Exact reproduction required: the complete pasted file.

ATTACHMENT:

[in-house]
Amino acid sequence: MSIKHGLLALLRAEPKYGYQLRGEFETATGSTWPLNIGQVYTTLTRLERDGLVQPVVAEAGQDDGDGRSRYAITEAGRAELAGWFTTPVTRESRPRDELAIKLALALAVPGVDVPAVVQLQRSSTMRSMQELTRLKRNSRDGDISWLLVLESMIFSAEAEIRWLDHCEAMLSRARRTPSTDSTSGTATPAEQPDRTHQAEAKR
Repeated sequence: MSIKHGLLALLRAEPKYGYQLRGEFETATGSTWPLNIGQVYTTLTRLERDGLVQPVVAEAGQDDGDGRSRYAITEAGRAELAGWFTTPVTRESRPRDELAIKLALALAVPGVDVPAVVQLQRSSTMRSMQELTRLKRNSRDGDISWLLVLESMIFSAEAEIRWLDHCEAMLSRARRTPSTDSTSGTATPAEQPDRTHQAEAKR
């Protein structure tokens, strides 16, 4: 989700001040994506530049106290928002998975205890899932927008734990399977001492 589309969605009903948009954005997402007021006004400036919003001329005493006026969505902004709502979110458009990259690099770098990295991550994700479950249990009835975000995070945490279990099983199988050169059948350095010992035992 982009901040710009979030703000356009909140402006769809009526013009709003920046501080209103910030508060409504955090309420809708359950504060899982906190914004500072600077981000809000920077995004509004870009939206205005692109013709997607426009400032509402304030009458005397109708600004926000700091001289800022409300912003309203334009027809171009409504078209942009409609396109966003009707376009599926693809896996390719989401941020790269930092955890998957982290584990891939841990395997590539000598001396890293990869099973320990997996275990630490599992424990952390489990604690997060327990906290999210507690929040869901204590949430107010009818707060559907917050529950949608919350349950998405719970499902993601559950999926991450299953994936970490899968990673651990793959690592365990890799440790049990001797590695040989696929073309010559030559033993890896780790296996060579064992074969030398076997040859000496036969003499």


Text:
[in-house]
Amino acid sequence: MSIKHGLLALLRAEPKYGYQLRGEFETATGSTWPLNIGQVYTTLTRLERDGLVQPVVAEAGQDDGDGRSRYAITEAGRAELAGWFTTPVTRESRPRDELAIKLALALAVPGVDVPAVVQLQRSSTMRSMQELTRLKRNSRDGDISWLLVLESMIFSAEAEIRWLDHCEAMLSRARRTPSTDSTSGTATPAEQPDRTHQAEAKR
Repeated sequence: MSIKHGLLALLRAEPKYGYQLRGEFETATGSTWPLNIGQVYTTLTRLERDGLVQPVVAEAGQDDGDGRSRYAITEAGRAELAGWFTTPVTRESRPRDELAIKLALALAVPGVDVPAVVQLQRSSTMRSMQELTRLKRNSRDGDISWLLVLESMIFSAEAEIRWLDHCEAMLSRARRTPSTDSTSGTATPAEQPDRTHQAEAKR
């Protein structure tokens, strides 16, 4: 989700001040994506530049106290928002998975205890899932927008734990399977001492 589309969605009903948009954005997402007021006004400036919003001329005493006026969505902004709502979110458009990259690099770098990295991550994700479950249990009835975000995070945490279990099983199988050169059948350095010992035992 982009901040710009979030703000356009909140402006769809009526013009709003920046501080209103910030508060409504955090309420809708359950504060899982906190914004500072600077981000809000920077995004509004870009939206205005692109013709997607426009400032509402304030009458005397109708600004926000700091001289800022409300912003309203334009027809171009409504078209942009409609396109966003009707376009599926693809896996390719989401941020790269930092955890998957982290584990891939841990395997590539000598001396890293990869099973320990997996275990630490599992424990952390489990604690997060327990906290999210507690929040869901204590949430107010009818707060559907917050529950949608919350349950998405719970499902993601559950999926991450299953994936970490899968990673651990793959690592365990890799440790049990001797590695040989696929073309010559030559033993890896780790296996060579064992074969030398076997040859000496036969003499």